• D-Box Motion Code – Viewers with D-Box equipped furniture can load the disc into a PC drive to synchronize the shaking and jostling movements with the action on screen. The codes are also available for download from D-Box directly if you don’t have a Blu-ray drive in your computer.
  • DisneyFile Digital Copy – The second disc in the set provides a portable video version of the movie compatible with either Windows Media or iTunes. The file can be downloaded from the disc with an activation code provided in the packaging.

Amazon.com is offering the Blu-ray edition at 30% off the cover price, so at ~ $28 dollars that’s a heck of a steal.  Heck, make it an early Christmas present & have yourself some happy nightmares!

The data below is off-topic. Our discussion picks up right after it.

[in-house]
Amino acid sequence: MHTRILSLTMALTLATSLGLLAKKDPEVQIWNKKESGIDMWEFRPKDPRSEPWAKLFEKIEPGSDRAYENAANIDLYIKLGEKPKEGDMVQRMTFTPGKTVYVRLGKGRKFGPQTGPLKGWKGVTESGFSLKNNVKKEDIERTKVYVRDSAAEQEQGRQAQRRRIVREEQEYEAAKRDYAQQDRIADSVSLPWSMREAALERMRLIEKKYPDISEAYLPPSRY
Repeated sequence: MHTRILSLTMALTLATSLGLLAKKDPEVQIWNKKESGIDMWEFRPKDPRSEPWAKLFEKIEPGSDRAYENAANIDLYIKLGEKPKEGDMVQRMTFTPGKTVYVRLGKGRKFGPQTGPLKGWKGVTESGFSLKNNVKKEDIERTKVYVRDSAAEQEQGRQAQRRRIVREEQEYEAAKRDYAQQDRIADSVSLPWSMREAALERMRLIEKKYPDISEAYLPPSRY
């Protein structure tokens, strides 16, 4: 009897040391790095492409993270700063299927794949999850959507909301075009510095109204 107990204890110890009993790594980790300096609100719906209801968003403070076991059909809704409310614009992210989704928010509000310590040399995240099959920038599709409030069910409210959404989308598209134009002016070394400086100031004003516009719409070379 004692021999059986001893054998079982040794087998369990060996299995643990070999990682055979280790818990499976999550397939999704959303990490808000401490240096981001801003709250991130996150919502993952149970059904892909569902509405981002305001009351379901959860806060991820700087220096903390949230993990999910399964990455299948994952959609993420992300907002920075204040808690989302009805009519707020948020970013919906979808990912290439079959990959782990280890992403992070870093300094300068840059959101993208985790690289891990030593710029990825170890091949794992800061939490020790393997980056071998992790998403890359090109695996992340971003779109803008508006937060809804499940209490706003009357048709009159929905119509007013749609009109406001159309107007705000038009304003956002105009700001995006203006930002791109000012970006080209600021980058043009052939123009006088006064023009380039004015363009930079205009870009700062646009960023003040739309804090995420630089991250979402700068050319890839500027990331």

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During the 90’s, the Marvel Universe wasn’t always the most compelling place to visit (with the bright side being that I discovered Indies to a much greater degree). Be it the hyper-angst, multiple covers, trading cards, Wolverine appearing in every issue, or the general downward spiral where both the writing and art were concerned – things just weren’t going all that well. But there were a few bright spots and while my encounters with the character were relatively few and far between before taking a break from the hobby all-together, Darkhawk may very well have been one of them. In those first issues I found that I liked the Darkhawk visual an awful lot (perhaps the good ‘ol Silverhawks influence pulled me in) and Chris Powell seemed to be a character crafted in the mold of a Peter Parker, or Rich Rider, with just enough there to differentiate himself from the two classic heroes. In other words, the potential was there. Unfortunately, as I mentioned, I stepped away from comics for several years about this time and never really got to see how things played out over the next several years. I did catch up with Darkhawk briefly when Excelsior appeared in the pages of Runaways and really enjoyed seeing the character there and in Loners mini-series not too long after. I thought he made a great addition to the current M.U. and that some of that potential I saw back then was definitely being brought to the surface.